Imperial German Army Officer Dress Uniforms

The Imperial German Army that lasted from 1871 to 1919 constituted several Regiments, and the army officer dress uniforms of each unit was typically the ‘Dunkelblau’, with variations and details portraying the prestige of the military profession.

The army is invariably a prestigious and powerful organization of a country and its services to protect a country are invaluable. Until the 19th century, armies used bright colored uniforms with impressive designs as they were thought to dispirit the enemy and allow easy identification during fogs, besides fostering cohesion of each unit. However, much later, camouflage uniforms became popular as they merge with natural surroundings and confuse the observer. During the imperial period, German Army officer uniforms went through some changes, though it is commonly referred to as ‘Dunkelblau’ (dark blue).

German Army uniforms of the Imperial era

The army officers’ uniform comprised the traditional arm-of-service colors as lapel facings and shoulder straps with piping. The piping was of gold or silver braid depending on the rank of the officers. Shoulder straps had monograms of the home state made with white metal or brass. Army tunic buttons, emblems on belts, state colors, swords and sword knots were among the insignia in an officer’s uniform. The Schutztruppe home uniform was standard for all colonies in 1896, and comprised of a field grey tunic. The piping consisted of colony colors, and a collar in colony colors and a silver double Litzen lace. Officer’s shoulder straps were black, silver or red braid having pips to display the rank. Most uniform tunics had the rear-skirt formation.

Different uniforms of Imperial army officers in Germany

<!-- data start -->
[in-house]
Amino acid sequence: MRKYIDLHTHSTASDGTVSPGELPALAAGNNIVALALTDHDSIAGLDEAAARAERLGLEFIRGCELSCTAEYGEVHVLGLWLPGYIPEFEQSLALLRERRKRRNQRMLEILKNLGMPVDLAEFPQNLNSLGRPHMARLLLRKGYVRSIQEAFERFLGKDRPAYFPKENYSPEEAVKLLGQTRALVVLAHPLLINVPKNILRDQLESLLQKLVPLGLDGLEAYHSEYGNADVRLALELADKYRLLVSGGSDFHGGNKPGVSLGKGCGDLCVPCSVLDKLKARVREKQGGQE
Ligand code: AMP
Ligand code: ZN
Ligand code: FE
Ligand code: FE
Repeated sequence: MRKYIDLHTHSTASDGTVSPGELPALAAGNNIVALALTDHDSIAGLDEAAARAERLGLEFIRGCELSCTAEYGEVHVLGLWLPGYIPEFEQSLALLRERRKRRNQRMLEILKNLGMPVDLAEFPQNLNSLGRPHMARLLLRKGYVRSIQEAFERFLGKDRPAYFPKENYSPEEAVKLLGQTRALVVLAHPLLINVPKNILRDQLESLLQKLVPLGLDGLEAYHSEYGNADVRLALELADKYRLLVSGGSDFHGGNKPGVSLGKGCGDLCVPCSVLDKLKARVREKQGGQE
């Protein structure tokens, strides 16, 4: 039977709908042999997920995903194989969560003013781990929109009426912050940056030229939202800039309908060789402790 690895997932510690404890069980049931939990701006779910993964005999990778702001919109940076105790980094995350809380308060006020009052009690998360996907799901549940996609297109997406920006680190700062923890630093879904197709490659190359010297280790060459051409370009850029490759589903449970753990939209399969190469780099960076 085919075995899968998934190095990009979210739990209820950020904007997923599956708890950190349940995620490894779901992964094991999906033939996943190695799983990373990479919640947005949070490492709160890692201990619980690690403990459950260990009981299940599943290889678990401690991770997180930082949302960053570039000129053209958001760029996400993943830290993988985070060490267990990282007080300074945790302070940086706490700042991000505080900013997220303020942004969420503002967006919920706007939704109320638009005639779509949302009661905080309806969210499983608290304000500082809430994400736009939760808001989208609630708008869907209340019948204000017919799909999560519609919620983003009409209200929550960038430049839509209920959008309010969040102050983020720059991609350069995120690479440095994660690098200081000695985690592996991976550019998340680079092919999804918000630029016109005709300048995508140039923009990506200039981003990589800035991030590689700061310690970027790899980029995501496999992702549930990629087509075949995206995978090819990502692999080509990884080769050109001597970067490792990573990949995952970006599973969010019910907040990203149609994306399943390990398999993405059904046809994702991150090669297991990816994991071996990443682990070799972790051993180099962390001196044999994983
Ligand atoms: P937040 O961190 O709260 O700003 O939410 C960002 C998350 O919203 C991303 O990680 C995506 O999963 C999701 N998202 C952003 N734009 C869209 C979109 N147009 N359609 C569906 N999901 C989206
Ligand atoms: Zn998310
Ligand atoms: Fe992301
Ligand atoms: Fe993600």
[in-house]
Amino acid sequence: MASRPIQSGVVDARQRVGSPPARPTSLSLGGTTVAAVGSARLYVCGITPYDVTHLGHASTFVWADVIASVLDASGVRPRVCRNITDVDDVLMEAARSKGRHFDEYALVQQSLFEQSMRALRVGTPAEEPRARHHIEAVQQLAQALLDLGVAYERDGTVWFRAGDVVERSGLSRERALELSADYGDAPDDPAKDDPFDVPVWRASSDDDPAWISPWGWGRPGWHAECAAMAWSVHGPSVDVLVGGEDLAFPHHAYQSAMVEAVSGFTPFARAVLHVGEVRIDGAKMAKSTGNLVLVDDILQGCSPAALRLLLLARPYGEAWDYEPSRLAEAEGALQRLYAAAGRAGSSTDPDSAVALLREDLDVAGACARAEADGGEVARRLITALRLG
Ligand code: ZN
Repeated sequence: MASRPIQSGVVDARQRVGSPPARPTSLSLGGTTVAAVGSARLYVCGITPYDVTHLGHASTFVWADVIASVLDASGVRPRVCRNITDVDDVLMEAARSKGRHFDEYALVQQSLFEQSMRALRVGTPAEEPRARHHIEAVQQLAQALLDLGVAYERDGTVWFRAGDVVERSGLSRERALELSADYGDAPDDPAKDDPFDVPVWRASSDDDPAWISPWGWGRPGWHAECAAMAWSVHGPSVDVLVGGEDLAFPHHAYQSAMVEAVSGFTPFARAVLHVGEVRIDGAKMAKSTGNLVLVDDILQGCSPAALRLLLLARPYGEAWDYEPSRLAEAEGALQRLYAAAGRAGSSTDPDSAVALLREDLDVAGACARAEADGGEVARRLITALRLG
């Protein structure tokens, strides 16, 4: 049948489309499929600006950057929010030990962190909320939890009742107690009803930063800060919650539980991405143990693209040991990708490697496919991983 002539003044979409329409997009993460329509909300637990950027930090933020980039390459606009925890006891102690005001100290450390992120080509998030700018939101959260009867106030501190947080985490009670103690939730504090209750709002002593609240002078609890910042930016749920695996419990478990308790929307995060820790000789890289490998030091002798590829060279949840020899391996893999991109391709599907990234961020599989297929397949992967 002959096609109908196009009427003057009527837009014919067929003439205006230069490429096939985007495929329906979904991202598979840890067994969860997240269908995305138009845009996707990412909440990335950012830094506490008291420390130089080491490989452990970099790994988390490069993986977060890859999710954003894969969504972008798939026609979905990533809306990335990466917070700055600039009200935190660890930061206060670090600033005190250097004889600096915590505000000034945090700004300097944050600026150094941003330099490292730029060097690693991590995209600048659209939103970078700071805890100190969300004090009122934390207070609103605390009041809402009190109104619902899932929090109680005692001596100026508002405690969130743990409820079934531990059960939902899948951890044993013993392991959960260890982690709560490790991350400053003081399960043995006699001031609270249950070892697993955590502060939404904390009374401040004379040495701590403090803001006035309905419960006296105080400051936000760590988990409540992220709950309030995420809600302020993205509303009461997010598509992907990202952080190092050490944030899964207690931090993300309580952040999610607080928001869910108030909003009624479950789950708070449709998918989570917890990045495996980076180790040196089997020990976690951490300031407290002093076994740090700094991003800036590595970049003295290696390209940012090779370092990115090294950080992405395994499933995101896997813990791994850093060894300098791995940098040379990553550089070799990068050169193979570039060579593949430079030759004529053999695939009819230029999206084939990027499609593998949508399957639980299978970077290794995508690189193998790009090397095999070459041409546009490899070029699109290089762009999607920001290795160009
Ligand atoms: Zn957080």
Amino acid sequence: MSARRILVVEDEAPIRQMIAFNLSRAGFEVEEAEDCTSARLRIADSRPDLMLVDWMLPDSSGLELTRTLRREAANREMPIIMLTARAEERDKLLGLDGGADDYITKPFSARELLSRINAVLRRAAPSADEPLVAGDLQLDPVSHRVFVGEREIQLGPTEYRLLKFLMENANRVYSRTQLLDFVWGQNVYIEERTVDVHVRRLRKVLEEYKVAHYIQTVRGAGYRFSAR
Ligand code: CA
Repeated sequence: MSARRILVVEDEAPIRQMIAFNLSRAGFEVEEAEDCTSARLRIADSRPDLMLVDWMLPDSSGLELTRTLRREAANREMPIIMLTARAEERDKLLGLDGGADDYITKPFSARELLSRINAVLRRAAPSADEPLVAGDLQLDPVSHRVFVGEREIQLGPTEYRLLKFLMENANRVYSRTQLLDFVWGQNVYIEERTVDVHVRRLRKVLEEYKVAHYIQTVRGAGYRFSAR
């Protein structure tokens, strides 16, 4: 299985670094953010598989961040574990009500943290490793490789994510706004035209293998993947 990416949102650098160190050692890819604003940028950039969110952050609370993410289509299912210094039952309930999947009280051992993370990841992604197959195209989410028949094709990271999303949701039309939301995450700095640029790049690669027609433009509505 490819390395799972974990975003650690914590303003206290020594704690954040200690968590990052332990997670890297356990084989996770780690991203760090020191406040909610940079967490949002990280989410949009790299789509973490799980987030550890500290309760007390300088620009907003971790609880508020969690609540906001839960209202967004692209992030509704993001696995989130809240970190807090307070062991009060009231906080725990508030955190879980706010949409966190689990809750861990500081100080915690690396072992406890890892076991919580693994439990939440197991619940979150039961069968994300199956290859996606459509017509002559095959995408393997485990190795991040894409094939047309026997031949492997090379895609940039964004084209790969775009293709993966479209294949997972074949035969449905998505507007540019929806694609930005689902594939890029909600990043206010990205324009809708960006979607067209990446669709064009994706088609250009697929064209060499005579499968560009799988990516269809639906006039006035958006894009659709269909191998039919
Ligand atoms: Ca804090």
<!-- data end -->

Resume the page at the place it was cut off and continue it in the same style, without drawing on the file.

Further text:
The German Feldgrau, released in 1910 was meant for field use, though the old Dunkelblau uniforms were retained for other occasions. It was made of a green-grey fabric called Tuch and was piped round the collar, front, cuffs and flaps. Slip-on shoulder straps were piped in Army corps colors. The Bluse, introduced in 1915 had a looser cut, and was without any piping. It had barrel cuffs and a stand and fall collar in apple green, with rounded corners and secured with hooks. Vereinfachte Feldrock, introduced around the same time had simple shoulder straps.

The Chevaulegers regiments wore a tunic called Waffenrock, in steel green color with collars, cuffs, piping and shoulder straps in regimental color. They resembled the Ulanen, a double-breasted uniform of 1843. The Purssian Waffenrock was introduced in 1842, and was worn by most of the German foot units. The Feldgrau or field grey tunics were introduced around 1907 to 1910.

Head gear and footwear

Cockades, the traditional head gears, were a characteristic feature of imperial army uniforms. Large cockades were worn on the right side of the Schutztruppe Sudwester hat and had serrated edges, while small cockades were usually worn on the front of caps. The Sudwester not only shaded the eyes from the sun but it served as a pride for German Army officers.  Footwear used by the army officers were sturdy, such as the Prussian Dragon riding boots made of brown leather. Officers wore riding boots, short boots and leather gaiters.

The uniforms of the Imperial German Army officers reflect on the military glory of the past as well as the present. With changing technologies, there have been vast changes in the uniforms, tactics and weaponry, though interesting uniform prints from the past centuries are still retained for historical importance.

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